An Interview with Patrick Fagan by Marcia Segelstein

. . . Patrick Fagan is the founder and director of MARRI, the Marriage and Religion Research Institute (see Allied Front). MARRI studies the impact of marriage, family, and religion on society. Once a practicing psychologist, Dr. Fagan moved into the field of public policy as the Deputy Assistant Secretary for Family and Community Policy at the Department of Health and Human Services under President George H. W. Bush. He recently announced the launch of Marripedia, an online social-science encyclopedia that makes research related to family, marriage, sexuality, and religion accessible to the public. Dr. Fagan spoke with us about what makes for a healthy society, the importance of what he calls "the two great loves," and what he sees as a growing crisis for men. . . . ►►►

Feature: Headquarters | Salvo 43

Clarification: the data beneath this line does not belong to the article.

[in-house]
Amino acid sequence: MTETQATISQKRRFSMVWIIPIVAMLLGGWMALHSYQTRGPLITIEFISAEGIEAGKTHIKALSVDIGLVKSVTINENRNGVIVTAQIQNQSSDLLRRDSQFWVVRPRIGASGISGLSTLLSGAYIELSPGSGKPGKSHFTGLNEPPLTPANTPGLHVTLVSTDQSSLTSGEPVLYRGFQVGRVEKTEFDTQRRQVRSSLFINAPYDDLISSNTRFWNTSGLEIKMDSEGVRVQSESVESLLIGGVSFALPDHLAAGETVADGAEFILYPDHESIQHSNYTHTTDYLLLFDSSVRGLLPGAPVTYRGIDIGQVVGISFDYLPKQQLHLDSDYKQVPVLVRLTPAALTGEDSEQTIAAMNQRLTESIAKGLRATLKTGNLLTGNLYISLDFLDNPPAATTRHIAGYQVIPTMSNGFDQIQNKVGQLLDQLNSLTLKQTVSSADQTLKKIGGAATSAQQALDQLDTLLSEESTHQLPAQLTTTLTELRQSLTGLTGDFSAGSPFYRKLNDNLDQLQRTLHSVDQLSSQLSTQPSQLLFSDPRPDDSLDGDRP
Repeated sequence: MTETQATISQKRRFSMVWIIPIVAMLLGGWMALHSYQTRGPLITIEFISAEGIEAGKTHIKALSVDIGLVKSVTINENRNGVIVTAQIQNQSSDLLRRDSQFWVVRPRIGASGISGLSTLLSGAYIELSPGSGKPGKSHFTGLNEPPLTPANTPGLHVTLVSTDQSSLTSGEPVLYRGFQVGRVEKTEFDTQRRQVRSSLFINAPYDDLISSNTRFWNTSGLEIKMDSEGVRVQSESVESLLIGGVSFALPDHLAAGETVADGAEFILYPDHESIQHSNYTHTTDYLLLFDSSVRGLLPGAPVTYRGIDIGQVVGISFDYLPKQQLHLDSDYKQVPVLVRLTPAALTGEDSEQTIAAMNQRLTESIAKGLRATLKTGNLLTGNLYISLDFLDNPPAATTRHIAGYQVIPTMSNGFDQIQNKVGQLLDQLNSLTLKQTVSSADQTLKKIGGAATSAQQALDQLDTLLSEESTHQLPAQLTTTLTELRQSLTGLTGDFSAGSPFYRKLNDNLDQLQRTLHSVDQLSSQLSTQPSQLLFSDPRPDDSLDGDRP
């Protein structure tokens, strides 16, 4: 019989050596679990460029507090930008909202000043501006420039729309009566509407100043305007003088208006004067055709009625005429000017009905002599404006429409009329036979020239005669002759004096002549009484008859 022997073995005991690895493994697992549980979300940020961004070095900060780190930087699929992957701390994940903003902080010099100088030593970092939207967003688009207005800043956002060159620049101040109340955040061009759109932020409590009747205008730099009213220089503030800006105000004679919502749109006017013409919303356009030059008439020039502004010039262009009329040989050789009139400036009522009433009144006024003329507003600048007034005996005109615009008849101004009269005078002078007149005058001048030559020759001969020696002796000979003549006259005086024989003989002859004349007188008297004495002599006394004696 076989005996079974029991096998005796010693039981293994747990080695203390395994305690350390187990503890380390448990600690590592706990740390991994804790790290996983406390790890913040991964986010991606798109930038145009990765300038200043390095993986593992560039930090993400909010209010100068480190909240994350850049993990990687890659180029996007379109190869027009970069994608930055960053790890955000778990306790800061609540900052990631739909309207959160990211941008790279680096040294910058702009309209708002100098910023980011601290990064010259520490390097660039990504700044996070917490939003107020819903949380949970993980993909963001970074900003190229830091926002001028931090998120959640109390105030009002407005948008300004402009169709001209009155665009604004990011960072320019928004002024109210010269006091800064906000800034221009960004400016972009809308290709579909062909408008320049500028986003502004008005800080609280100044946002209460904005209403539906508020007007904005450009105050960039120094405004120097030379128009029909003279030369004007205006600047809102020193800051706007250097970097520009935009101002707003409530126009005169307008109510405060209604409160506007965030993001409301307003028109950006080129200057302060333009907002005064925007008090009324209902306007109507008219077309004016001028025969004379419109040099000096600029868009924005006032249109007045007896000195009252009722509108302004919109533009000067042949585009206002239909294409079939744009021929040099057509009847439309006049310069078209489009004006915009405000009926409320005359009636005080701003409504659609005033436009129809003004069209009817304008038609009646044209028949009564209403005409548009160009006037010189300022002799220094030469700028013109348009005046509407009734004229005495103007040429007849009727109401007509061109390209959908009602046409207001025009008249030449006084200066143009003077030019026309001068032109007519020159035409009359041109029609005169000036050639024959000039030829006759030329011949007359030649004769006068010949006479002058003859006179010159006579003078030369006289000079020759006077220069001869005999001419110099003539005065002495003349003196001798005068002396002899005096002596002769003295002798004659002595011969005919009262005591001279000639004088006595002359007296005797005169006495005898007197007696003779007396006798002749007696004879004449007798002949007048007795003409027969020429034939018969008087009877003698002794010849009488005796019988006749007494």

Quo Vadis, U?

When Christian Universities Lose Faith by Daniel Adler

. . . Just what is a Christian university? The question is as complex as it is pressing, in no small part because of the increased sec-ularization of higher education. As historians James Turner and Jon Roberts argue in The Sacred and the Secular University (Princeton University Press, 2000), Protestant universities founded on religious principles in the early days of America had, by the late twentieth century, largely abandoned these convictions. This change occurred in the span of about 200 years, a relatively short window of time. Institutions once dedicated to the faith now serve as contemporary temples of secularism. . . . ►►►



Salvo 45